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Every C programmer has ideas about writing better C code. Comment first, agile, use this compiler etc.

The Barr Group recently released a coding standards guideline for embedded C, which is also available as a freely downloadable ebook. The guidelines are grouped rules that fall under 8 broad categories (general, comments, white space, module, data type, procedure, variable and statements).

Michael Barr is the CTO and co-founder of Barr Group. He has a Masters in electrical engineering, was an adjunct professor in electrical engineering/computer science and founded a company called Netrino and the Barr group for embedded systems consulting. He was also the Editor-in-Chief of the Embedded Systems Programming magazine. He has decades of experience so this should prove to be a great reference guide.

What are these C guidelines about?

C is pretty open-ended and leaves a lot of space of misuse. That is, a lot of bad code can be written in C. Any programming language can’t really prevent bad code, people have different approaches, some less efficient than the others.

In the guidelines, Barr lists ways to change habits while coding. He states in his guideline book “The reliability, readability, efficiency, and sometimes portability of source code is more important than programmer convenience.

His also talks about MISRA C, the 20-year-old guideline created to promote more reliable programming. MISRA still is the gold standard for many embedded programmers. But MISRA avoids many issues of style, indentation, naming conventions, casings, and so on. But Barr does not shy away from any of that.

It’s good to follow rules

It isn’t uncommon for programmers to overlook the simple stuff. For example, they don’t bother with using braces for simple statements just because the language allows you to do so.

Rule 1.3 states that all blocks however trivial should be enclosed in braces. The reasoning is “There is considerable risk associated with the presence of empty statements and single statements that are not surrounded by braces. Code constructs like this are often associated with bugs when nearby code is changed or commented out. This risk is entirely eliminated by the consistent use of braces. The placement of the left brace on the following line allows for easy visual checking for the corresponding right brace.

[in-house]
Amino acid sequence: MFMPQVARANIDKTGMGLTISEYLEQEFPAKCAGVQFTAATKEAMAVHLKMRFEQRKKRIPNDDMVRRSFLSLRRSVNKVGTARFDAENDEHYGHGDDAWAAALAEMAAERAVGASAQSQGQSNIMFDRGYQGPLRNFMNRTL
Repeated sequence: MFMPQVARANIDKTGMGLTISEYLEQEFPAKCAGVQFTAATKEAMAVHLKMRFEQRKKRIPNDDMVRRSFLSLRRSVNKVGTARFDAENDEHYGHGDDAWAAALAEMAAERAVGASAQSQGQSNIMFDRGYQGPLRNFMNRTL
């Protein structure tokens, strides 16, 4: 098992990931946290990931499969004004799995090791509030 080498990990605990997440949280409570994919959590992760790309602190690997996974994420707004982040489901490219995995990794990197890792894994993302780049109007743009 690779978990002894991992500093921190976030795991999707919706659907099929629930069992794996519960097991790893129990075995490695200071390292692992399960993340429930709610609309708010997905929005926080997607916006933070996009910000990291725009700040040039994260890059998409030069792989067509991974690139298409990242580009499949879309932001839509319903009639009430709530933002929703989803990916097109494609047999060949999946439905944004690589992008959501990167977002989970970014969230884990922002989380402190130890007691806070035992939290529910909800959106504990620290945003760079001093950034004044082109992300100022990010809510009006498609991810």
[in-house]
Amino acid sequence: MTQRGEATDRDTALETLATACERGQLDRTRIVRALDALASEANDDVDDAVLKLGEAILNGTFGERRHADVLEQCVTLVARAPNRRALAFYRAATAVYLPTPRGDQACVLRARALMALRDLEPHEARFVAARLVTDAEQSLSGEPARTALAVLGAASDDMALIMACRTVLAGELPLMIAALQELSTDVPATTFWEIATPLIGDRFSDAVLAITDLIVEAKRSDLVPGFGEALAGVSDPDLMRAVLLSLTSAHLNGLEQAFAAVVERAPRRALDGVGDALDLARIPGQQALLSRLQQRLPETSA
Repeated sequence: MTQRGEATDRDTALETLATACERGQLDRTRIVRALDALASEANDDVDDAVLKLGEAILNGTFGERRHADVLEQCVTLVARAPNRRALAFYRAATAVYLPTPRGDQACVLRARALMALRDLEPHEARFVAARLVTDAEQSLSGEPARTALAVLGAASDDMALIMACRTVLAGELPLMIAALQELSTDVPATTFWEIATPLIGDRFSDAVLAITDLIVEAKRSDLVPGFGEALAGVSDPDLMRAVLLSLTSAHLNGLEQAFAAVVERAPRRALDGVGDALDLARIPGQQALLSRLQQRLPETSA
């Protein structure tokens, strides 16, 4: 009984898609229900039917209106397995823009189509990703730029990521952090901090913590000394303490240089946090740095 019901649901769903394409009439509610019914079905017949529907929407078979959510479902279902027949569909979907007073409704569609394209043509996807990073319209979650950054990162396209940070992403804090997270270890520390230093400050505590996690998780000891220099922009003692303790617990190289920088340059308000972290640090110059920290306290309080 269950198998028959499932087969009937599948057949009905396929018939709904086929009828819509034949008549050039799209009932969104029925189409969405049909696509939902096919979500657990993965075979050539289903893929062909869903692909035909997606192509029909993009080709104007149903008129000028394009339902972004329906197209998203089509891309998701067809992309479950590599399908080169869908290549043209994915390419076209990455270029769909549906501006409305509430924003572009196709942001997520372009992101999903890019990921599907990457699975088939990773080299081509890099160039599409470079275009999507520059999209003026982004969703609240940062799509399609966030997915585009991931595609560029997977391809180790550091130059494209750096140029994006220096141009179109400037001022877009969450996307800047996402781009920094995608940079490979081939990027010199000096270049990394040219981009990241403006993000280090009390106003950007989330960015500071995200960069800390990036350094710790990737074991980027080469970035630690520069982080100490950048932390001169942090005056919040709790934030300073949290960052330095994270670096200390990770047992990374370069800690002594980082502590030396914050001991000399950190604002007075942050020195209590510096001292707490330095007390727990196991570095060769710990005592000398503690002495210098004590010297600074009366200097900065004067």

The employer owns the software/code you write. The employer would naturally expect you to follow the best known industry standards for the code to be least buggy and maintainable as possible. In addition, the C language is also not standard throughout, different compilers can produce different runtimes from the same code. This happens even if your code is clean and adhering to all ISO standards.

Write legible code

The code you write will most likely be used in the future. A short but dense code block can make you feel clever but will lack legibility. We are way past the times to bother about extra lines of code or comments taking up floppy disk space. Write for readability, comment generously, indent your loops and compound statements.

Many seasoned programmers may already know or practice many of the rules stated in the book. But nonetheless it can serve as a really good reference guide for beginners and veterans alike. There are eight sections of rules with subsections in them.

These were just some of the ideas presented in the guidelines, you can get the free PDF download or and if your prefer, the paperback version is available on Amazon.

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